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Pension Funds

Canadian employers not prepared for pension plan design changes

Consultants surprised by lack of action ahead of CPP, QPP enhancements

Willis Towers Watson’s Michael Millns: ‘I would have thought (the CPP enhancement) would have been an impetus for change, but it hasn’t been.’

Canadian employers generally have made no changes to their retirement plan designs to fund increased contributions to the Canada Pension Plan and Quebec Pension Plan that begin in January, which could mean funding ultimately could come from reductions in staffing or payroll, sources said.

The lack of changes in plan design came as a shock to consultants. "I'm surprised," said Michael Millns, managing director, retirement practice leader, at Willis Towers Watson PLC, Toronto. "As a consultant, I would say that now was the time to take a look at whether your plan is doing what it planned to do. A lot of them already moved from DB to DC 10 years ago. I would have thought (the CPP enhancement) would have been an impetus for change, but it hasn't been."

The enhancement to the C$368.3 billion ($278.7 billion) CPP, Ottawa, which begins at the start of 2019, will gradually increase mandatory employer and employee contributions up to 1 percentage point each by 2025, to as much as 5.95% each from the current 4.95%. The increase will allow benefits to rise to one-third of pensionable earnings from 25% and raise the maximum annual earnings cap to C$82,700 by 2025 from C$54,900.

In Quebec, which is not covered by CPP, the C$72 billion Quebec Pension Plan, Quebec City, will also increase employer and employee contributions starting Jan. 1, but they'll gradually rise to a 6.45% of pay each vs the current 5.45%, because of the higher number of those age 65 and above in Quebec vs. the rest of Canada.

Those incremental increases in CPP and QPP contributions, rather than a large one-time jump, "led plan sponsors to put this on the back burner," added Jason Malone, partner, retirement and investment at Aon PLC, Montreal. "Of 10 priorities they may have, this is ninth or 10th. If you're increasing payroll by 1.5%, am I going to put this in the top 10 priorities? The answer is no. Over the next three or four years, when these contributions start creeping up, there might be more action."

Only 17% getting ready

In an April survey of 325 Canadian employers conducted by Aon, only 17% said they had started planning for the CPP and QPP enhancements. "The results were disappointing," Mr. Malone said. "There was no improvement on the decision-making process of clients. More than 80% hadn't done anything yet, and 37% said they planned to start doing something before year-end 2018. But I bet if we were asking the same questions now, we'd get the same results."

If plan design changes aren't made to fund the higher contributions, sources said, employers could target other costs — like pay and staffing.

"In my view, there will be additional costs" because of the CPP and QPP contribution increases, said Jana Steele, partner, pensions and benefits group, at the law firm of Osler, Hoskin & Harcourt LLP, Toronto. "And they'll be addressed by employers through total compensation. You're likely to end up seeing lesser salary increases than there might have been without the contribution increases."

There hasn't been any proactive move seen in changing compensation among Canadian plan sponsors, Ms. Steele said, but "that will happen as the contributions rise."

Contribution increases could be paid for "through a fractional change in salary," said Mr. Millns of Willis Towers Watson. "And because those sponsors aren't being hit with a huge one-time increase in (CPP) contributions, the impact can be spread out. They don't see it as a 1% decrease in their benefits for a 1% increase in CPP; they could cover that through cutting back on payroll costs, either through smaller pay increases or fewer employees. With larger organizations, they can absorb that cost. But the 10-person employer cutting back to nine because of it, that would be a bigger impact to them."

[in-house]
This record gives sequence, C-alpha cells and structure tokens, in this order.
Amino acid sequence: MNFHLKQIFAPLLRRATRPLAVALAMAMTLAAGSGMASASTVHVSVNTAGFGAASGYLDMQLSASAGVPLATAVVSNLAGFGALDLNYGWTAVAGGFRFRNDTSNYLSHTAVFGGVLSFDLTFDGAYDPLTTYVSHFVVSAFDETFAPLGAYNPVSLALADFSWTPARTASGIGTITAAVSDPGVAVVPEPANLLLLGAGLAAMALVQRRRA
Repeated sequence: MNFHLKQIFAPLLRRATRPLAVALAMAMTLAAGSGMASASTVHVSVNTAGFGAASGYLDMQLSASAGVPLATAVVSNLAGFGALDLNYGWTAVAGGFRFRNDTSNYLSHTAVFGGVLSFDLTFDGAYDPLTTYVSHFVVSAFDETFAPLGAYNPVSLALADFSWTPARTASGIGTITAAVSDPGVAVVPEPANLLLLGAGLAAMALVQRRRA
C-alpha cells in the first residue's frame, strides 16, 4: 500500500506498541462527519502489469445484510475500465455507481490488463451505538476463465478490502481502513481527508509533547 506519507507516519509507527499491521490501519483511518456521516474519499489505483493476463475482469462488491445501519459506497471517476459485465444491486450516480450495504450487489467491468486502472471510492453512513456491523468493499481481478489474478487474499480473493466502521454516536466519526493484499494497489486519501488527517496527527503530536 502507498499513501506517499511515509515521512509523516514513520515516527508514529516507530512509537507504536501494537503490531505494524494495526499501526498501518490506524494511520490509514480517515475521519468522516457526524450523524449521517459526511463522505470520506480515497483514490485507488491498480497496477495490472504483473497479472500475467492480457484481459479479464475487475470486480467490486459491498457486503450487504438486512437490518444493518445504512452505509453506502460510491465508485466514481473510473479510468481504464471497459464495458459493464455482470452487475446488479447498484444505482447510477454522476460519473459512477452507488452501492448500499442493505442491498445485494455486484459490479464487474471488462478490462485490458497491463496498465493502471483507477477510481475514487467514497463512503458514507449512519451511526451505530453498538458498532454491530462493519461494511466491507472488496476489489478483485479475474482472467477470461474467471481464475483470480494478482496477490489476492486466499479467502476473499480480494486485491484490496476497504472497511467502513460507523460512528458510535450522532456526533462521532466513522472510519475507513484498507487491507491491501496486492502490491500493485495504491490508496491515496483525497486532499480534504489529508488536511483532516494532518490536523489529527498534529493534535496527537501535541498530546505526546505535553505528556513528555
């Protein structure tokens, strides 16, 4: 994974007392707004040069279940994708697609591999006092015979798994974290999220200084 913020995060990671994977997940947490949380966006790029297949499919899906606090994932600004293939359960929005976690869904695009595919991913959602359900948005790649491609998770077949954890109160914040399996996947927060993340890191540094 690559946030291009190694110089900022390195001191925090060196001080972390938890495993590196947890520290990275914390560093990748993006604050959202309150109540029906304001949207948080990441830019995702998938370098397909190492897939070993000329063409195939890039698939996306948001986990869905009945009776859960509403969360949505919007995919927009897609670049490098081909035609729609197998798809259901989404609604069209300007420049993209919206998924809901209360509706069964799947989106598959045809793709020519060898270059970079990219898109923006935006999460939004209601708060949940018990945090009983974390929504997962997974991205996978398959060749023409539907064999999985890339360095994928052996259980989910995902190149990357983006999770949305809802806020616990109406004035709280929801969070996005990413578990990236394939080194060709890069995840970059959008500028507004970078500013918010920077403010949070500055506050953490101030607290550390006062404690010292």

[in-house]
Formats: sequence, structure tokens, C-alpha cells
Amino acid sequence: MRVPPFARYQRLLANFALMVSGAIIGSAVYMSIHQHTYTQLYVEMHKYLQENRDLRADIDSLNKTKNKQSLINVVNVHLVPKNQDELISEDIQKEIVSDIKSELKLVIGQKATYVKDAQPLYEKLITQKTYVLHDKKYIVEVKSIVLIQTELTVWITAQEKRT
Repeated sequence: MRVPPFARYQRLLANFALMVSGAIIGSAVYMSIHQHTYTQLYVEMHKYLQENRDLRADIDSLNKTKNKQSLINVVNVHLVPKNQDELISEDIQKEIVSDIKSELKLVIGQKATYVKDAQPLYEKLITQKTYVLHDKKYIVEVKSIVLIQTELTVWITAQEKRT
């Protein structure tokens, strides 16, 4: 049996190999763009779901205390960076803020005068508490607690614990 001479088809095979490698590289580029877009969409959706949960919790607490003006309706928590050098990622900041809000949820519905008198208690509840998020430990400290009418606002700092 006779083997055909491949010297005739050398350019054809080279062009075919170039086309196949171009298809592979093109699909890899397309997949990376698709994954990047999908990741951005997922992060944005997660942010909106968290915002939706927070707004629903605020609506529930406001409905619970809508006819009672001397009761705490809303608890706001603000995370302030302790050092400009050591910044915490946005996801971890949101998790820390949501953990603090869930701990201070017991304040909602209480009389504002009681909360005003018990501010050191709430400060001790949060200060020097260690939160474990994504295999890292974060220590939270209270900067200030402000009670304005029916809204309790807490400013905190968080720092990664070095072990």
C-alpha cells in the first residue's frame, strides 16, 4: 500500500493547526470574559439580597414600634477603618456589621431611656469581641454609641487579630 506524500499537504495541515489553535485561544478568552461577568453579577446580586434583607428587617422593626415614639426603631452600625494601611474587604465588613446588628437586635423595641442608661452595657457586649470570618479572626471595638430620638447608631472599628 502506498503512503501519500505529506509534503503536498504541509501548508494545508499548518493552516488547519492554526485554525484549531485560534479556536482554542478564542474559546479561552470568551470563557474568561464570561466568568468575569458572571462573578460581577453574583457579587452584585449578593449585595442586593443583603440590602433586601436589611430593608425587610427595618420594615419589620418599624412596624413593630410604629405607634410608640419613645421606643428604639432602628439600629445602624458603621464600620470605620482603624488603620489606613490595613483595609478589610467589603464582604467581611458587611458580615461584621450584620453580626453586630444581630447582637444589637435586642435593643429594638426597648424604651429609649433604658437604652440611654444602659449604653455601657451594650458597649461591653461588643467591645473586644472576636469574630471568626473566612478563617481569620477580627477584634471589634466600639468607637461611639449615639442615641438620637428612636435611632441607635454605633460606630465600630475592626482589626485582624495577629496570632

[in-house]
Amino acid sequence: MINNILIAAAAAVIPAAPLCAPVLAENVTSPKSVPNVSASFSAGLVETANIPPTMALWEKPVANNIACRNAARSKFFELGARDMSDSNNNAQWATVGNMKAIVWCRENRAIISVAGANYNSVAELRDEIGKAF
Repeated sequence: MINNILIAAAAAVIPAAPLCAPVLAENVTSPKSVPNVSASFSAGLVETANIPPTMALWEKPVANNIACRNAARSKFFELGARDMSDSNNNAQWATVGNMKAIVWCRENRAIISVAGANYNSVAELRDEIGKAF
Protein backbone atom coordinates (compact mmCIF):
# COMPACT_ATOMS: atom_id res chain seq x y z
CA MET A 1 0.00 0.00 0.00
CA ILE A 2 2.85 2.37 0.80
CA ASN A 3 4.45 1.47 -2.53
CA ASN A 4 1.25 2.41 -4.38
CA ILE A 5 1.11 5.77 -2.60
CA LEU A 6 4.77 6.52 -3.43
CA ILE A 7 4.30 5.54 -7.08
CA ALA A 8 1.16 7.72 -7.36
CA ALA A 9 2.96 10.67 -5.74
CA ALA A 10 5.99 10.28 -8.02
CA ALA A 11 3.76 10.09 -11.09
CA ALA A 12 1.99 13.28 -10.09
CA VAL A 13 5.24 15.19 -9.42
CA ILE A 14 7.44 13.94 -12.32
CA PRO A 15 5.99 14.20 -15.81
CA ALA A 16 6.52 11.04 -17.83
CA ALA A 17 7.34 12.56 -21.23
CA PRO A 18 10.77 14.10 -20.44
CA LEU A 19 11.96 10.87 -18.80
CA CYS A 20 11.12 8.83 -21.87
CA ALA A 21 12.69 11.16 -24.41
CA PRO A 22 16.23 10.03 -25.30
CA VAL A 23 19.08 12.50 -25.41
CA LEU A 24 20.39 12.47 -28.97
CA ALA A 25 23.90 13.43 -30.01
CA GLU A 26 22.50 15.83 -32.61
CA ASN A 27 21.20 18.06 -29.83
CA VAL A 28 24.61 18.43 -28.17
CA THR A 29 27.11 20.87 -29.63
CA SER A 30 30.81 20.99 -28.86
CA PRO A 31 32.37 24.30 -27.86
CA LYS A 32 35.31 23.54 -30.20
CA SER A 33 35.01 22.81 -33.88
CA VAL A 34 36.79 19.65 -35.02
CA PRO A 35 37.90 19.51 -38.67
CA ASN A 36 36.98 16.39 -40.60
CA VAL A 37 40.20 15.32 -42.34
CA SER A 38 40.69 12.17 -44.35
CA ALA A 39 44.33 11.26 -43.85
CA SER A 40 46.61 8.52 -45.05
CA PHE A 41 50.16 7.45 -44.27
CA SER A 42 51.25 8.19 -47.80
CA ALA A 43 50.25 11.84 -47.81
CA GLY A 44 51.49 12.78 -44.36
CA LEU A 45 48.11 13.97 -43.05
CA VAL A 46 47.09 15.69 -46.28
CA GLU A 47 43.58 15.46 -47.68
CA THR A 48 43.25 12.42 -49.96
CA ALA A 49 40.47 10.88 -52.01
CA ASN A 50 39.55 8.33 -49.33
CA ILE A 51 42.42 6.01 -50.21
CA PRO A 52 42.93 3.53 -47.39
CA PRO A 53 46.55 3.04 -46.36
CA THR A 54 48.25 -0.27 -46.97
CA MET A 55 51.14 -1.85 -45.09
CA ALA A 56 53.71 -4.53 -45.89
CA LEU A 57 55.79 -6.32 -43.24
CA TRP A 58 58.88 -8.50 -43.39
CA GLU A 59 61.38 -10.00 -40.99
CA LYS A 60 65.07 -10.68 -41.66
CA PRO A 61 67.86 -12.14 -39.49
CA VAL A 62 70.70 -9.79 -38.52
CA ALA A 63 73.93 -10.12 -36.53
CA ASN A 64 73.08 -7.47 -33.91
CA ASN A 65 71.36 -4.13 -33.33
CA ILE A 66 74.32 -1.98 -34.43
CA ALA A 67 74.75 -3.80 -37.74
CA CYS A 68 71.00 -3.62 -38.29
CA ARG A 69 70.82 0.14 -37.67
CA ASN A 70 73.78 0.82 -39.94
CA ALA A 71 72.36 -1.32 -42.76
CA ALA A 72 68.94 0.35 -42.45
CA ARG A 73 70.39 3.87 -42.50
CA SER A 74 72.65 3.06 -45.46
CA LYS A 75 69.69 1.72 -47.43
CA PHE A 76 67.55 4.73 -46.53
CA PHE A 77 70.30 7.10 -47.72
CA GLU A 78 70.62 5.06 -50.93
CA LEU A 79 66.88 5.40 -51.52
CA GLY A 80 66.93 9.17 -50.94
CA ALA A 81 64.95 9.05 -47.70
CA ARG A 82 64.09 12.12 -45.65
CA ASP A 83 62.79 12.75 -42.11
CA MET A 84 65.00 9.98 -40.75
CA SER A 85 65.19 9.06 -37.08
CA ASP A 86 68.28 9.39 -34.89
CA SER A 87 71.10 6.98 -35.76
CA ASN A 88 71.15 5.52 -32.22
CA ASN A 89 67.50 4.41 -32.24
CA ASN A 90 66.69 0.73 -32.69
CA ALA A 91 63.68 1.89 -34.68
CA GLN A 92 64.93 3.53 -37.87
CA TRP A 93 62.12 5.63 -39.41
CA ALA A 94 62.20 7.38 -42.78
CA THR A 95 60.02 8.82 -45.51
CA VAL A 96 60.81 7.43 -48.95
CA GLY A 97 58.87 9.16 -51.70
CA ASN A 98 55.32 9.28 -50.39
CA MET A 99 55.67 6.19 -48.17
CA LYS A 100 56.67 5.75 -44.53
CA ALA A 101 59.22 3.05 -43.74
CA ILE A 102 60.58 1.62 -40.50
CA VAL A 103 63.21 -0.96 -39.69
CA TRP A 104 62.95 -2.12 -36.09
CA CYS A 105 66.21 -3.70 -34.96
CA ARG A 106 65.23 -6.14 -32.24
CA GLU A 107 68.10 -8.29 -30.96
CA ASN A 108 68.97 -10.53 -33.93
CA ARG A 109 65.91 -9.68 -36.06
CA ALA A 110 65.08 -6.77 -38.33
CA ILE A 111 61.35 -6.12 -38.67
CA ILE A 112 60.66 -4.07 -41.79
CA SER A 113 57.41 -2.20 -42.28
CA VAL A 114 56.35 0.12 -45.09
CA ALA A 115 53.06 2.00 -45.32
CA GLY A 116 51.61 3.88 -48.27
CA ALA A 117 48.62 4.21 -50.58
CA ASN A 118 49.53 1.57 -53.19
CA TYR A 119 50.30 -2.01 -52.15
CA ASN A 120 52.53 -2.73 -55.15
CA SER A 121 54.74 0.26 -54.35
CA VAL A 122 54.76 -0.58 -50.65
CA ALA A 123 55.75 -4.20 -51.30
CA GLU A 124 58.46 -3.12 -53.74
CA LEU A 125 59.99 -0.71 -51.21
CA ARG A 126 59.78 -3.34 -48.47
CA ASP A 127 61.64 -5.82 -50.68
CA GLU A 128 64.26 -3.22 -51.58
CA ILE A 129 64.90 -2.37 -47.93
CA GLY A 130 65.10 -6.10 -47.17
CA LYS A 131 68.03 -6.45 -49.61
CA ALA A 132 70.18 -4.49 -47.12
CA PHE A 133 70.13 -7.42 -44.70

Derek Dobson, CEO and plan manager of the C$10.8 billion Colleges of Applied Arts & Technology Pension Plan, Toronto, said Canadian DB and DC plan sponsors "do look at a total compensation budget... Pension plans that are coming to us (seeking to merge with CAAT) haven't looked at pensions as 'it'll cost what it'll cost,' not taking into account any other benefits or pay. Contributions to CPP will either be paid for by reduced hiring or by lower wages."

Aon's Mr. Malone said, "The first reaction of employers is, if we have to pay out more again, we'll do cutbacks. But when the employer looks at the impact and intent of the CPP enhancement and what the ultimate goal of their benefits is, they might ask if we're just passing on one payment for another. That doesn't mean they won't eventually decide to cut benefits, but it more likely could mean changes to overall compensation to align to their model."

No sudden rush

CAAT's Mr. Dobson said that while payroll and staffing will be a target for future cuts to pay for additional contributions, he doesn't expect there to be a sudden rush to change as the impacts of the contributions are felt.

"When the provinces and the federal government drew the enhancement up, it was with the intent of implementing it more gradually," Mr. Dobson said. "I don't think that'll mean there'll be pent-up demand for changes as the enhancements continue. It's not like a lobster in a pot not noticing a one-degree change."

CAAT has been actively courting private-sector companies to merge their retirement plans with CAAT's DBPlus plan design, which uses the same governance structure, investment asset mix and administration as its original DB plan. Mr. Dobson said that, by design, DBPlus has a fixed contribution rate not tied to federal plan contributions.